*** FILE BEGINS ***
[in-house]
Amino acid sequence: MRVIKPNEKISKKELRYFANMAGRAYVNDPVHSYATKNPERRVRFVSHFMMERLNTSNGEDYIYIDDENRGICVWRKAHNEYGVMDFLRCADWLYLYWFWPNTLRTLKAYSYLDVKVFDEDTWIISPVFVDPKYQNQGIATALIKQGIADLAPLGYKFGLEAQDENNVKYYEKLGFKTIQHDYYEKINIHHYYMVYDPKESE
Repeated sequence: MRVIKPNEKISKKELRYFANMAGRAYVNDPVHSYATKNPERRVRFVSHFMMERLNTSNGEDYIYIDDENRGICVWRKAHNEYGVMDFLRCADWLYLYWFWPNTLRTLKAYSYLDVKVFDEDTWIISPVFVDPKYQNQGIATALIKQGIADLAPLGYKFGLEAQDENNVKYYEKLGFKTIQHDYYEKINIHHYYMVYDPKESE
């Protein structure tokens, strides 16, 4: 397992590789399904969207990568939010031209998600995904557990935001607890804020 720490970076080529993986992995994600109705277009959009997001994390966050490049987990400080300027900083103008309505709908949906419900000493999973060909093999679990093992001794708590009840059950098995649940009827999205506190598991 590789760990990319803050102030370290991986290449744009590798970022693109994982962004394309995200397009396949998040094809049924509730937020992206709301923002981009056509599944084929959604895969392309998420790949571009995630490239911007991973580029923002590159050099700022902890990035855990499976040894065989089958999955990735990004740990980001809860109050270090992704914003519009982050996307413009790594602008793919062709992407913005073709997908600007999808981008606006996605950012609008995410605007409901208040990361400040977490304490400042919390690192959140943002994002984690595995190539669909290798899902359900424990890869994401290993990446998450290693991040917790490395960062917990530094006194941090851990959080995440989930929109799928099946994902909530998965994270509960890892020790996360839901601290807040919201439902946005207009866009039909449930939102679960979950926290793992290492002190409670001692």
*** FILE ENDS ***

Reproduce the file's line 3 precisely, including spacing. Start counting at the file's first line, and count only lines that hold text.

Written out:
Repeated sequence: MRVIKPNEKISKKELRYFANMAGRAYVNDPVHSYATKNPERRVRFVSHFMMERLNTSNGEDYIYIDDENRGICVWRKAHNEYGVMDFLRCADWLYLYWFWPNTLRTLKAYSYLDVKVFDEDTWIISPVFVDPKYQNQGIATALIKQGIADLAPLGYKFGLEAQDENNVKYYEKLGFKTIQHDYYEKINIHHYYMVYDPKESE